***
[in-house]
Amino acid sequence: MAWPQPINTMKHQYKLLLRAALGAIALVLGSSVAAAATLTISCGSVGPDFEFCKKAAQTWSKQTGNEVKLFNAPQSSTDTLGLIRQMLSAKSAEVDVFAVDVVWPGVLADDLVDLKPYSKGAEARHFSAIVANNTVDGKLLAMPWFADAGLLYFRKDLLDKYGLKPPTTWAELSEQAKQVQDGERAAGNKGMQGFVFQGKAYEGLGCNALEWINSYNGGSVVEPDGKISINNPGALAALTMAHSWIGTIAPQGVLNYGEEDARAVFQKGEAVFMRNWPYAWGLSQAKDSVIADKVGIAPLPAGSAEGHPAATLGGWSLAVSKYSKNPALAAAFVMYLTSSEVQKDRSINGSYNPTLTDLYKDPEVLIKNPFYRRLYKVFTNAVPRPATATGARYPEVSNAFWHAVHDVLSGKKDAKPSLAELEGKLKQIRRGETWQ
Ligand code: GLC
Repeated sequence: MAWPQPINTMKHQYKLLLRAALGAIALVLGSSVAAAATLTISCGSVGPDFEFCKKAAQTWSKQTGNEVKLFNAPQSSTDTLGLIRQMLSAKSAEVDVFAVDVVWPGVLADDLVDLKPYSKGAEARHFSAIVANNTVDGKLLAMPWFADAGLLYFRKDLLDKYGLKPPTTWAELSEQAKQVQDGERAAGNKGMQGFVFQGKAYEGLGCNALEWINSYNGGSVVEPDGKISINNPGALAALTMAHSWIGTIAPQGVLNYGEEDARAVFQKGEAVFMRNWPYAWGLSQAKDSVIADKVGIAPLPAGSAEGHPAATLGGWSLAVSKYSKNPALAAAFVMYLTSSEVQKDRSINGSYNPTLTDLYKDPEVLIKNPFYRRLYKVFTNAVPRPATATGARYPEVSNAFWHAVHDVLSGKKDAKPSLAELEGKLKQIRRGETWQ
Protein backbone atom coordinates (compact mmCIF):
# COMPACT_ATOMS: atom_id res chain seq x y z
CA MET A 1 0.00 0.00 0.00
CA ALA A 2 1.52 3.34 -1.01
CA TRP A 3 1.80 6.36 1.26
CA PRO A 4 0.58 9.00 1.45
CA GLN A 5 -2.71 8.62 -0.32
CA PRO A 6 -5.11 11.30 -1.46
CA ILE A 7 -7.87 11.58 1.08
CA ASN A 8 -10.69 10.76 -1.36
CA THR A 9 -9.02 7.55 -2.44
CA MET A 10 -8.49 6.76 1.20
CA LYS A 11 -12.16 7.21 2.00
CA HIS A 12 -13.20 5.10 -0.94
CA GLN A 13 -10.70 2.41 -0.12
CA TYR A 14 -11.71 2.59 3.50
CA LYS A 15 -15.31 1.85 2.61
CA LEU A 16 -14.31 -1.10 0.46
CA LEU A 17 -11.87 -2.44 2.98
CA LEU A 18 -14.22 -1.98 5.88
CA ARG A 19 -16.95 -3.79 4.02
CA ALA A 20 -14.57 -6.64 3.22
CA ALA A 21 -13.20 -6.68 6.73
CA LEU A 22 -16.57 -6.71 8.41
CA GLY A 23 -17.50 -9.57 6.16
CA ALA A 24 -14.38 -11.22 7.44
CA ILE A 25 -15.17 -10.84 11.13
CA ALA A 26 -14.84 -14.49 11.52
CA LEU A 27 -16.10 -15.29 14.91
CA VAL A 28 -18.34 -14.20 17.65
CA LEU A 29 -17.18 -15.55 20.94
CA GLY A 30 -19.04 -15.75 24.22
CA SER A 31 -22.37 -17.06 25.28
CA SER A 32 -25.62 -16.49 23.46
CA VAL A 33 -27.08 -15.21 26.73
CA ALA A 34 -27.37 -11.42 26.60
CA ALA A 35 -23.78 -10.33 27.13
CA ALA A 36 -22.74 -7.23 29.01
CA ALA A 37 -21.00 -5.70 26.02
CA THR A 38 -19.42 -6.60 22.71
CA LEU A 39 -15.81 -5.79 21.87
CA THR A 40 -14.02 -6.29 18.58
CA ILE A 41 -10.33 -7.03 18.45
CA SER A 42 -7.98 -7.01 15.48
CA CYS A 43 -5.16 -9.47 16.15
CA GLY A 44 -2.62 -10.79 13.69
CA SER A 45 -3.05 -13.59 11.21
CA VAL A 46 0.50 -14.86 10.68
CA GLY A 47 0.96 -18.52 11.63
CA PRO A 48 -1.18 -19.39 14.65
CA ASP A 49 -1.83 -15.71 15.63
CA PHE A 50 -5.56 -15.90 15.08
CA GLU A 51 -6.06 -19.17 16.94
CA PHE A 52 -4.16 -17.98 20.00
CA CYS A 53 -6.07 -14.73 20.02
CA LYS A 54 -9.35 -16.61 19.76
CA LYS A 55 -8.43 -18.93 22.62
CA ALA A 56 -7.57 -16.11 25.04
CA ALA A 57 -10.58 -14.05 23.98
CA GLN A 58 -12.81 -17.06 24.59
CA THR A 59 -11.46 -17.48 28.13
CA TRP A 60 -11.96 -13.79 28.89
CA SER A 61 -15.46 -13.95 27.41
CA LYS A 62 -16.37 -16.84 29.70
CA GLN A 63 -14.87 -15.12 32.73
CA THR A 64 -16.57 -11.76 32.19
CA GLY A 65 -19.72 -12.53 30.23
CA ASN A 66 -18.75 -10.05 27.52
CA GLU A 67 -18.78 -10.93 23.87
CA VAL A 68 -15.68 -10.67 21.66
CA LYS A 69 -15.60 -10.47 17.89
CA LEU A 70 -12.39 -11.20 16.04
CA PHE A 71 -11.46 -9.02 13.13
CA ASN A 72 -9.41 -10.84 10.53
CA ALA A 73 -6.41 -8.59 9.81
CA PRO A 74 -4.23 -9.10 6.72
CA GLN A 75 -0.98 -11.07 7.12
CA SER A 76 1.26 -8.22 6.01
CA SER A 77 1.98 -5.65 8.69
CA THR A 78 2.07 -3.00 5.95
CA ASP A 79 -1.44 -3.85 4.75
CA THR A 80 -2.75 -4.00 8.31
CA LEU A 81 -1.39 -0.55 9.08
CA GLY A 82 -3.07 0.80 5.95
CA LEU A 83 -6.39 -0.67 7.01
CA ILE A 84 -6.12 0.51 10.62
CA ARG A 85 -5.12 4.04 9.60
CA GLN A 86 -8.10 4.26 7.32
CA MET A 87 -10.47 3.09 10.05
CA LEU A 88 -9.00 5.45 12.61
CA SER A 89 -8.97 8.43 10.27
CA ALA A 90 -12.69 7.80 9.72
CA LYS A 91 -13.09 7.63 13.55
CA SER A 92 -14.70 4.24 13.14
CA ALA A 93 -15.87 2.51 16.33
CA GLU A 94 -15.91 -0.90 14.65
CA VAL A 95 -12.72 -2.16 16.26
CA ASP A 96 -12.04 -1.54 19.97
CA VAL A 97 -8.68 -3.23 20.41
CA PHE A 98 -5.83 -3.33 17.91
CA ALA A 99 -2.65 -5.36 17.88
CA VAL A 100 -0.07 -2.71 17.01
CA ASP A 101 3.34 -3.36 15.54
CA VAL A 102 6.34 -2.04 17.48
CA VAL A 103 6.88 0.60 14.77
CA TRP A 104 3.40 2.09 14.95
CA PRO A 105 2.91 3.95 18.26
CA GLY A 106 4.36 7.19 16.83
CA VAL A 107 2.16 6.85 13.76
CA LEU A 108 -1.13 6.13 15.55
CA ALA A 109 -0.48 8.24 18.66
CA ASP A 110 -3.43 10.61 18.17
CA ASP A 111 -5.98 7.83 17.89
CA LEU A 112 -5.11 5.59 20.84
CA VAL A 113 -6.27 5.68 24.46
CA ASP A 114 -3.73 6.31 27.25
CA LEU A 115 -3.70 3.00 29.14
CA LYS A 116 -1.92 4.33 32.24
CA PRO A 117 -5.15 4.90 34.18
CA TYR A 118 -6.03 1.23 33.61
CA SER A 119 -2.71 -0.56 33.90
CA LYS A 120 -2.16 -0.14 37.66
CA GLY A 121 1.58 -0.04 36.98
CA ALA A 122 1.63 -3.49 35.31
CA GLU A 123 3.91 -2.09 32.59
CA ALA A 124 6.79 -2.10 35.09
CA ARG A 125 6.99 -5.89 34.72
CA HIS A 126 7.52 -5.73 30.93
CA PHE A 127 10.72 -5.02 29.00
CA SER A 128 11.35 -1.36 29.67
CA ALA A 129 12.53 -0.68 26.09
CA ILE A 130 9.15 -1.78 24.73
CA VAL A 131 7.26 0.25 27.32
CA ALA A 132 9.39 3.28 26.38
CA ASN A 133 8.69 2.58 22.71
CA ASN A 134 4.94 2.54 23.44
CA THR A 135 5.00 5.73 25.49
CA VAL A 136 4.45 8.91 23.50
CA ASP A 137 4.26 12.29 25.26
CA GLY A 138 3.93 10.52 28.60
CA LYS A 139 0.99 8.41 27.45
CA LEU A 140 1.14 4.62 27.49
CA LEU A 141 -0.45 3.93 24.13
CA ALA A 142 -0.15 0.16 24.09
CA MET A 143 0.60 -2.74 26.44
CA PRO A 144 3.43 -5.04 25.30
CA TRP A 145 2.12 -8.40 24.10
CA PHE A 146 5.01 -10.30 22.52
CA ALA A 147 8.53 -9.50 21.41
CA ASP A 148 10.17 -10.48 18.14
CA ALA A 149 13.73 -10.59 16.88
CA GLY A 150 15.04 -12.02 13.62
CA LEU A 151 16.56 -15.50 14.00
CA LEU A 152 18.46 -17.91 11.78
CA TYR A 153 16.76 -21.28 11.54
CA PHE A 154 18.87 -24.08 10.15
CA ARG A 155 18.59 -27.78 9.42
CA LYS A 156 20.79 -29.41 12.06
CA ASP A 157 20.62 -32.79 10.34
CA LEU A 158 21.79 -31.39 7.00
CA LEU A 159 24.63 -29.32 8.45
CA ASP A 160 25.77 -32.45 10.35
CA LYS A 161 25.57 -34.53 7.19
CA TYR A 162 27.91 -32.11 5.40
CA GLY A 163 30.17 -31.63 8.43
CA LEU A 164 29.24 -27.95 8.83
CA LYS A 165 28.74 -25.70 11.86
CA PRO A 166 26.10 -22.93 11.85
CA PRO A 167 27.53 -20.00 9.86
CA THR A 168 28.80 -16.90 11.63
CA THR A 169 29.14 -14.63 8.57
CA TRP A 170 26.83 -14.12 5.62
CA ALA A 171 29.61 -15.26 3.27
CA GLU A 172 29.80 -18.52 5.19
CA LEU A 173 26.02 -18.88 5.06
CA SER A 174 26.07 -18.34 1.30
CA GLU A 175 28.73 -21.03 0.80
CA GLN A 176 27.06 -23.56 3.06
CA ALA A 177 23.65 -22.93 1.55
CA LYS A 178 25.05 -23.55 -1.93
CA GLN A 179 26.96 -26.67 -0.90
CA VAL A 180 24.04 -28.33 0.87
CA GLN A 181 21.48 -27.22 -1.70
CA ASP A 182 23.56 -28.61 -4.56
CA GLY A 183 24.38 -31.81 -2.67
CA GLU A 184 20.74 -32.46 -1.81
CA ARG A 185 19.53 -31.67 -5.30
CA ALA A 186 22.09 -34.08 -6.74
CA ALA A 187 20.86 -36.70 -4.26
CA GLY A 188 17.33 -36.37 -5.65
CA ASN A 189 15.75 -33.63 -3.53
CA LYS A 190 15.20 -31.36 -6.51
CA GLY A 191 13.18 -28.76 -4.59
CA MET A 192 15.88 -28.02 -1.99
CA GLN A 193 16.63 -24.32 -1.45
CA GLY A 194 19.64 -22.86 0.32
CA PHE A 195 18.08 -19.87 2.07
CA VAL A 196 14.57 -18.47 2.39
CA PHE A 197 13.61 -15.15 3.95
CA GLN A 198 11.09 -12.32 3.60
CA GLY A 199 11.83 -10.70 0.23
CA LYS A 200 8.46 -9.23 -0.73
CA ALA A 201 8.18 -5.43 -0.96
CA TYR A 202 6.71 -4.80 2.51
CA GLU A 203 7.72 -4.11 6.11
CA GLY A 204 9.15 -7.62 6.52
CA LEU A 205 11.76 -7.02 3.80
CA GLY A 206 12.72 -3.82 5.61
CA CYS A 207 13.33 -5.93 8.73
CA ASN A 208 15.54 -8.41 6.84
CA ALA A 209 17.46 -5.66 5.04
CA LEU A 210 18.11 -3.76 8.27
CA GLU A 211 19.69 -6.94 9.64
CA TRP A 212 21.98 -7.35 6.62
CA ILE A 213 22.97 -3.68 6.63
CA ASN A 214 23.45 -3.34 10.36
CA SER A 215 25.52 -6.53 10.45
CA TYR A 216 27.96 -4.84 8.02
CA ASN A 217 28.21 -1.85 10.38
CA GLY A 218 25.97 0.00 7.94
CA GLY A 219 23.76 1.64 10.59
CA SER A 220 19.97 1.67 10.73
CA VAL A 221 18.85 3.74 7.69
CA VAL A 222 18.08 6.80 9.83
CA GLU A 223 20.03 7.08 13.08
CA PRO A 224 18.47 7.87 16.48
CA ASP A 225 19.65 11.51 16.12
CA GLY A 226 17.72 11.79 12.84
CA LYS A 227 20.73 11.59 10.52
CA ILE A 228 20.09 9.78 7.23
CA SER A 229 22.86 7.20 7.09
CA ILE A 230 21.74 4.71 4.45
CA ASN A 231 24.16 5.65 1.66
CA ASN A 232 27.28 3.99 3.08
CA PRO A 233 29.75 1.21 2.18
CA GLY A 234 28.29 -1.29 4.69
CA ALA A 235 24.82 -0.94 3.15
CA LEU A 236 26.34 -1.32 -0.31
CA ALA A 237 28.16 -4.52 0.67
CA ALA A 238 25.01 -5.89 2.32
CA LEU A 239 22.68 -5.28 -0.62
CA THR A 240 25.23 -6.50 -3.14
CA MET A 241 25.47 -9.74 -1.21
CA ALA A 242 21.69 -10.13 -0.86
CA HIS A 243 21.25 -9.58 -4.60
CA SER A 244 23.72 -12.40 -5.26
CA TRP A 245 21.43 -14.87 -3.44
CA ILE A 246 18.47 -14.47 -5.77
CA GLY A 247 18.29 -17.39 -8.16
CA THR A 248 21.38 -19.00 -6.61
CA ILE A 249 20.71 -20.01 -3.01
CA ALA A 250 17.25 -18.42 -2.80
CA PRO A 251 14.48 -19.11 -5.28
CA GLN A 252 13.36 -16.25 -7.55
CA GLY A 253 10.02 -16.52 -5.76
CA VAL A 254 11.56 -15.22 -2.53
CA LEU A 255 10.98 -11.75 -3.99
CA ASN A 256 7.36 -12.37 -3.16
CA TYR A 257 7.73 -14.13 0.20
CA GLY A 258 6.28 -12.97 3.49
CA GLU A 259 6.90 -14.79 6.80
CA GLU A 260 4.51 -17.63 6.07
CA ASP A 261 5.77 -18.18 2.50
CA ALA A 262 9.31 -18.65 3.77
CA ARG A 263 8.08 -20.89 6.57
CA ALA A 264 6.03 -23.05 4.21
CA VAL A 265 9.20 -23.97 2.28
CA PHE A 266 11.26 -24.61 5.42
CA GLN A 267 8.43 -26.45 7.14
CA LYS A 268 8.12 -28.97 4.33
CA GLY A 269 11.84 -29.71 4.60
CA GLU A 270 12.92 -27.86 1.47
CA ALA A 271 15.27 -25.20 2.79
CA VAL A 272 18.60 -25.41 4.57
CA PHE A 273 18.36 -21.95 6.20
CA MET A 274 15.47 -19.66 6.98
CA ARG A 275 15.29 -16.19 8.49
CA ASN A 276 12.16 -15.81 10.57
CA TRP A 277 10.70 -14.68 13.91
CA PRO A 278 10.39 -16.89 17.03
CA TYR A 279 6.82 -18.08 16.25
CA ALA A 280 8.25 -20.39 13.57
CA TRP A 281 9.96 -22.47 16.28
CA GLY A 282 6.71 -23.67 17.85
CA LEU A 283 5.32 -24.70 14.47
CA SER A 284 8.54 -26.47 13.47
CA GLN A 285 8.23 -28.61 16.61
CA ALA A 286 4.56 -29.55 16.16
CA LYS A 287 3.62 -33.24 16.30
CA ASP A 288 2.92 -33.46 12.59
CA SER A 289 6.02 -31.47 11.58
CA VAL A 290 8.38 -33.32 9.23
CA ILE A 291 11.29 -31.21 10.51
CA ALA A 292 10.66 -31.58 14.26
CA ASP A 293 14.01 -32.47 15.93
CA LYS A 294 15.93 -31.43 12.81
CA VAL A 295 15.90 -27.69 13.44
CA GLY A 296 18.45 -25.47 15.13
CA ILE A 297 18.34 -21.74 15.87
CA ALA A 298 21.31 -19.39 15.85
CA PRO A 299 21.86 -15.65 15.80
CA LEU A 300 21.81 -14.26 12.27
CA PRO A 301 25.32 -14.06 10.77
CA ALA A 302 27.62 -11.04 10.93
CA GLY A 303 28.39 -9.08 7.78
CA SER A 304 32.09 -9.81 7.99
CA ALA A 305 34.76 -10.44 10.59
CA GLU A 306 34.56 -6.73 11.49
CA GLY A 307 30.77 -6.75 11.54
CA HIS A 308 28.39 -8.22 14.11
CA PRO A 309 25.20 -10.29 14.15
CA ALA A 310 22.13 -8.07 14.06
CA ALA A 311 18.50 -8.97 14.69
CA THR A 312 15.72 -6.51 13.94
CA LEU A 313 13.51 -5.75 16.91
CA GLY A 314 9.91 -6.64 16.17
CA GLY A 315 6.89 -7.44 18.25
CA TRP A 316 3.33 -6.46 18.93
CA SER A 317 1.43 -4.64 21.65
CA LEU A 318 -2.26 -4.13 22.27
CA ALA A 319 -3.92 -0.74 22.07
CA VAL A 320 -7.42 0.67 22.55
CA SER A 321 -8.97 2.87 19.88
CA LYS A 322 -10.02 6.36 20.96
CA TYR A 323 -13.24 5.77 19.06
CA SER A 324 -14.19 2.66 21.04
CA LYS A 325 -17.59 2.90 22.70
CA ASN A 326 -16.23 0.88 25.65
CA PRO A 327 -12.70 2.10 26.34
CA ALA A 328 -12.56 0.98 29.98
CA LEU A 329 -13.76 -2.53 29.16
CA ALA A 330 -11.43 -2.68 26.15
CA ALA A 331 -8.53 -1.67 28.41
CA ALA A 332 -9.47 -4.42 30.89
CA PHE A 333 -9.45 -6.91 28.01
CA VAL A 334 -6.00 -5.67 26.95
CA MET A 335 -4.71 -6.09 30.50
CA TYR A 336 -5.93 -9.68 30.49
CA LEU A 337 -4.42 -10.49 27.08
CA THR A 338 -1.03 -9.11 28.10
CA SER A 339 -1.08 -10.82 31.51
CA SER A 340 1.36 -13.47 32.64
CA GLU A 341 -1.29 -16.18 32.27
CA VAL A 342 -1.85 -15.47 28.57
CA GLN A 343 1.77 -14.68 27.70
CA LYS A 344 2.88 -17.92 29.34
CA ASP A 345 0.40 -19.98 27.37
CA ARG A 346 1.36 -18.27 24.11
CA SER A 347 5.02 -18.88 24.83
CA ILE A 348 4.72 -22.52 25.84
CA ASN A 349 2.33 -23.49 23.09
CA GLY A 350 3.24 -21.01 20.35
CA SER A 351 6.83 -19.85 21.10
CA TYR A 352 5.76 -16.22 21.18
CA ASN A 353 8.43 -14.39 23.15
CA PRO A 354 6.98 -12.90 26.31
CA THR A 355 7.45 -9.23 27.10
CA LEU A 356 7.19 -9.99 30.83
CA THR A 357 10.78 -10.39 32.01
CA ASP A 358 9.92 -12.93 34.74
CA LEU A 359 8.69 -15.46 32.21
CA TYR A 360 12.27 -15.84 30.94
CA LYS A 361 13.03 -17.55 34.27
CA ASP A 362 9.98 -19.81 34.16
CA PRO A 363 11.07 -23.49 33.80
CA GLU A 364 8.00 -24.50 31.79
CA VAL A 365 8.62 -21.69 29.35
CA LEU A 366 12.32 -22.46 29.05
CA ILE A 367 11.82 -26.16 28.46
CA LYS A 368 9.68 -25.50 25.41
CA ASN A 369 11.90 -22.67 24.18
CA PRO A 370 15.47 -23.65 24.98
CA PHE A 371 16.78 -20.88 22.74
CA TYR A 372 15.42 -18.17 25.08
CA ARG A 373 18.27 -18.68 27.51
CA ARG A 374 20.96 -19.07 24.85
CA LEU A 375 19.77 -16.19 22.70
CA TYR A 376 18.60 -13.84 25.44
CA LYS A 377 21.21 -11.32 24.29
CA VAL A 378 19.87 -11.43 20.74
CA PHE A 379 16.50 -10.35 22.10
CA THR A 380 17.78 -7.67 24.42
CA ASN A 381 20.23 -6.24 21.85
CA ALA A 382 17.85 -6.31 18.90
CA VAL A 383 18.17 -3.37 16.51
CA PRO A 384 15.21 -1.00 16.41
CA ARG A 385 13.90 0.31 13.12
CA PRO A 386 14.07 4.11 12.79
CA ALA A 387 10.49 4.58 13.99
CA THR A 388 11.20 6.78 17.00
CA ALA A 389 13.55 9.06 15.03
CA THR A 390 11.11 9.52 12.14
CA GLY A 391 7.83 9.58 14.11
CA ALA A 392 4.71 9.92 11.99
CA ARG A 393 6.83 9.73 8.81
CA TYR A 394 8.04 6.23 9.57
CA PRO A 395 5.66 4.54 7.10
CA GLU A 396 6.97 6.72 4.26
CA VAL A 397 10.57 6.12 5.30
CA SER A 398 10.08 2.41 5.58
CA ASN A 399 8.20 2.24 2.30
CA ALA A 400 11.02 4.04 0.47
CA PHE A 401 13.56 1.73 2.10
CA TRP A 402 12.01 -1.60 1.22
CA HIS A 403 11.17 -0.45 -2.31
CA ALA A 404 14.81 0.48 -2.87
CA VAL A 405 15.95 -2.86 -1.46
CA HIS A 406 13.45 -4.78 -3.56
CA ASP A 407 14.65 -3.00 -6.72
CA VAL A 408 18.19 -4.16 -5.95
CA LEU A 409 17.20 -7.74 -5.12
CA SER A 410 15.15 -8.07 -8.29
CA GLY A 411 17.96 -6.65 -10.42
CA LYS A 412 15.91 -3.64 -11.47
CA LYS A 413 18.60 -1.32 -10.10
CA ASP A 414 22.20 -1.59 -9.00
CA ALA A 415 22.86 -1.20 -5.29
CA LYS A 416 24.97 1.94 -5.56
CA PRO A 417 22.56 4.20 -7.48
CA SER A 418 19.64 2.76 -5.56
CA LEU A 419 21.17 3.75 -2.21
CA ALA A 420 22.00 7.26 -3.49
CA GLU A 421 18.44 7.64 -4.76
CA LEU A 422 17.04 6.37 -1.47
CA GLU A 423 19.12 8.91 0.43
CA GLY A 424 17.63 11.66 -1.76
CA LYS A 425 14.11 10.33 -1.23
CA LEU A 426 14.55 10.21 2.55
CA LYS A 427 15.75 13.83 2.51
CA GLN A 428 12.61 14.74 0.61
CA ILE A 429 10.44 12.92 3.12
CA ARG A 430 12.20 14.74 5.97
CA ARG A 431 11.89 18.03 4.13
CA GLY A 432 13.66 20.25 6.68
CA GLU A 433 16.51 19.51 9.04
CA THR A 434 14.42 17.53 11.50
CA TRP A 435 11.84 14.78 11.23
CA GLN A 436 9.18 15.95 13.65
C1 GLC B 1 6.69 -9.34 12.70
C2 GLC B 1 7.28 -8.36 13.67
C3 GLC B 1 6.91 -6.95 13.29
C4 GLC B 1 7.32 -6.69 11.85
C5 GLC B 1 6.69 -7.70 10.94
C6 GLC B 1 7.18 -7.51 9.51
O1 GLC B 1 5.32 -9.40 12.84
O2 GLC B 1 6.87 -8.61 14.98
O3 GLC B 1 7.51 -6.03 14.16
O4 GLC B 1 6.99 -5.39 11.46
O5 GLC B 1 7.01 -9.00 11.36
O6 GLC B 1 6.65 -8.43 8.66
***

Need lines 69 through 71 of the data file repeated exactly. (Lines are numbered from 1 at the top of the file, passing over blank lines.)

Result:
CA GLN A 63 -14.87 -15.12 32.73
CA THR A 64 -16.57 -11.76 32.19
CA GLY A 65 -19.72 -12.53 30.23